Census Shows America Becoming More Diverse — When Will We Have Enough?
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September 26, 2014, 07:00 AM
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The new Census release informs us that a record 41.3 million foreign-born persons reside in the United States as of 2013, comprising 13.1 percent of the population, the highest proportion in 93 years.

In another sign of growing diversity, the WSJ on Sept. 24 reported Limited English Limits Job Prospects: Study Finds 1 in 10 Working-Age Adults Has Limited Proficiency. The article notes, “In Los Angeles and Miami, about a quarter of the working-age population has limited English” so the perhaps the language layabouts have congregated in those cities where Spanish is spoken widely. Or maybe the newbies depend on lots of bilingual food stamps and other freebies to get by.

The Center for Immigration Studies has a paper on the Census report, U.S. Immigrant Population Record 41.3 Million in 2013, that includes a helpful list of important points revealed in the new numbers. I’ve pulled out a few that are interesting because they show how immigration has been turned against the American interest: Many thousands from unfriendly Muslim nations (like Saudi Arabia — 40,000 immigrants in three years) and many more from third world backwaters (like Guatemala — 71,000 immigrants in three years) known for disinterest in scholarship (see chart) and headed for the permanent underclass. Elites seem determined to make the United States as un-American as possible.

• The nation’s immigrant population (legal and illegal) hit a record 41.3 million in July 2013, an increase of 1.4 million since July 2010. Since 2000 the immigrant population is up 10.2 million.

• The 41.3 million immigrant population (legal and illegal) in 2013 was double the number in 1990, nearly triple the number in 1980, and quadruple that in 1970, when it stood at 9.6 million.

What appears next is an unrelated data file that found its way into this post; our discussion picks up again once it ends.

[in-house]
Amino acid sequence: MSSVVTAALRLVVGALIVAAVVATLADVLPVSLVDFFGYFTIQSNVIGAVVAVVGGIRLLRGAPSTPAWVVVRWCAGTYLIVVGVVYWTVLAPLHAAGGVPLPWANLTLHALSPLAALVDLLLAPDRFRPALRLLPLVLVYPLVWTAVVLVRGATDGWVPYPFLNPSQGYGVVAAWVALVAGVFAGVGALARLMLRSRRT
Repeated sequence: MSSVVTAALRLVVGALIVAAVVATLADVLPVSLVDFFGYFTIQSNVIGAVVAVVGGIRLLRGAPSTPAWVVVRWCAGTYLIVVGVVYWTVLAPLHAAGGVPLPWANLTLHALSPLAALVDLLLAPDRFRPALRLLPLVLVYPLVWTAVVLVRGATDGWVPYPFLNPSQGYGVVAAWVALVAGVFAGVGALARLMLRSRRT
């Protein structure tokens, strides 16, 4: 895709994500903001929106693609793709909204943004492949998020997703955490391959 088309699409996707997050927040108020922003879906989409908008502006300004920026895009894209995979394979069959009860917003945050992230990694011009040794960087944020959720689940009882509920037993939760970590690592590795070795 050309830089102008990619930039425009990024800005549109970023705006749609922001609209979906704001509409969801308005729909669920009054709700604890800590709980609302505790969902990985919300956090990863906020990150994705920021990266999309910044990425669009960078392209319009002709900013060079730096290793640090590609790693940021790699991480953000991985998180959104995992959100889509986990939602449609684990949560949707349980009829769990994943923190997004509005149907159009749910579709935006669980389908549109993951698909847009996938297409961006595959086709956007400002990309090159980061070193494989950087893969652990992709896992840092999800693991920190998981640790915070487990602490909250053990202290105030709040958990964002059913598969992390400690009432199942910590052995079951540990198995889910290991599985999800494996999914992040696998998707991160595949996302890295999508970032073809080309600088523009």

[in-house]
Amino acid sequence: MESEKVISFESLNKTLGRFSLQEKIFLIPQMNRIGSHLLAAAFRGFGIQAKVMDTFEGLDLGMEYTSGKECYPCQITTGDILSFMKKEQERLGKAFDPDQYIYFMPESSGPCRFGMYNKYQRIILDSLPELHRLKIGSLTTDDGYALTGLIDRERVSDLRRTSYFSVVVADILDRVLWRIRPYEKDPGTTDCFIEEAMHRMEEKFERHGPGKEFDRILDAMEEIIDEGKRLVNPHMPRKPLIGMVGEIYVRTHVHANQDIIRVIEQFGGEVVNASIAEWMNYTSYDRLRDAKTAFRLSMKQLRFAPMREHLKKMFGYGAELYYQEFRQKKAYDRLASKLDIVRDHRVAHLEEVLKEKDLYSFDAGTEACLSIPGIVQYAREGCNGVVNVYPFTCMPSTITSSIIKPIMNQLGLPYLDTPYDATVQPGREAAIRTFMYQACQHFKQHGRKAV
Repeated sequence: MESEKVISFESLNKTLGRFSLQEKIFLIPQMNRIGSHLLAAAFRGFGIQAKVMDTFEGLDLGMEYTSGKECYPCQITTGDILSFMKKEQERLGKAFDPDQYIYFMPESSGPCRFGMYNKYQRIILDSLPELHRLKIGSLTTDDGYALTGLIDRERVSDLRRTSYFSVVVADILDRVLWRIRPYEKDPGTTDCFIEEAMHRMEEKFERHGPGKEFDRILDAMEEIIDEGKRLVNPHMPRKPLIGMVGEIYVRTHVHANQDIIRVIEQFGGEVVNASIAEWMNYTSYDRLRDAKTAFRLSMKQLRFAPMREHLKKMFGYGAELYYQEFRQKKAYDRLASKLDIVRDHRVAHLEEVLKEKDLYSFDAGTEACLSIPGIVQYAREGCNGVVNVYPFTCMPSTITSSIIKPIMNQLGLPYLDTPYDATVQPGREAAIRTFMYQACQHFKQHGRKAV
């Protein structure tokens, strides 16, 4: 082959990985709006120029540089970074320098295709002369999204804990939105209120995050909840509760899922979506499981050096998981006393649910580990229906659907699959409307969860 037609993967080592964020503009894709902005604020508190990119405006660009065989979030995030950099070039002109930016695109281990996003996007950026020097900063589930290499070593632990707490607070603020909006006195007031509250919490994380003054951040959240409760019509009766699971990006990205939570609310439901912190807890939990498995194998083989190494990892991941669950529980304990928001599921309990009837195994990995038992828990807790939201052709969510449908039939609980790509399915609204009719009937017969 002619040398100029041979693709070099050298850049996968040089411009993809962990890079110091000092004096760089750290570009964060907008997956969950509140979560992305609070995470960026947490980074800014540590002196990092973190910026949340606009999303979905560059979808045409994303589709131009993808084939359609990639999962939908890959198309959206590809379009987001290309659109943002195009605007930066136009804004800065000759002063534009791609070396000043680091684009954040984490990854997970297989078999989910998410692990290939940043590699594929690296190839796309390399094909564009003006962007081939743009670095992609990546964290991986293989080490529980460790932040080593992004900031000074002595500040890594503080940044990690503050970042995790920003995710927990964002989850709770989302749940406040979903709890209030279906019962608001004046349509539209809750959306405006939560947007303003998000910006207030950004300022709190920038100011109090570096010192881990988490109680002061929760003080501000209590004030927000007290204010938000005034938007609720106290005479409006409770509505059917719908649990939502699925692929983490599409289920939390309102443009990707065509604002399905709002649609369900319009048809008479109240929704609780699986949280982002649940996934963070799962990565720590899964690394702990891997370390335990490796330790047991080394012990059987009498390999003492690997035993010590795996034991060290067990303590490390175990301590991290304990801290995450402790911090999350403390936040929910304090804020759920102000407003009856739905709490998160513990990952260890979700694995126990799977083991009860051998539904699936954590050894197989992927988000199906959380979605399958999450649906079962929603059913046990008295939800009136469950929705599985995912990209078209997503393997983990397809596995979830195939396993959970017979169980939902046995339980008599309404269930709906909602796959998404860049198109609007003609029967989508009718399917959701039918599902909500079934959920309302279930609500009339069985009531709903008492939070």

• The sending regions with the largest increases from 2010 to 2013 were South Asia (up 373,000, 16 percent growth); East Asia (up 365,000, 5 percent growth); the Caribbean (up 223,000, 6 percent growth), the Middle East (up 208,000, 13 percent growth); and sub-Saharan Africa (up 177,000, 13 percent growth).

• The sending countries with the largest increases 2010 to 2013 were India (up 254,000, 14 percent growth); China (up 217,000, 10 percent growth); the Dominican Republic (up 112,000, 13 percent growth); Guatemala (up 71,000, 9 percent growth); Jamaica (up 55,000, 8 percent growth); Bangladesh (up 49,000, 32 percent growth); Saudi Arabia (up 44,000, 97 percent growth); Pakistan (up 43,000, 14 percent growth); and Iraq (up 41,000, 26 percent growth).

• Between 2010 and 2013, four million new immigrants settled in the United States; and since 2007, when the Great Recession began, at least 7.5 million immigrants have settled in the country.

• As a share of the population, immigrants (legal and illegal) comprised 13.1 percent of U.S. residents (about one out of every eight), the highest percentage in 93 years. As recently as 1980, 6.2 percent of the country was comprised of immigrants.

• Immigrants comprised 16 percent of the adult population (18-plus) in 2013, nearly one out of every six adults.

• Mexicans accounted for the largest immigrant population in the United States by far, with 11.6 million legal and illegal immigrants living in the United States in 2013. However, the number of Mexican immigrants in the country declined 1 percent from 2010 to 2013.

• The number of immigrants from Europe also declined.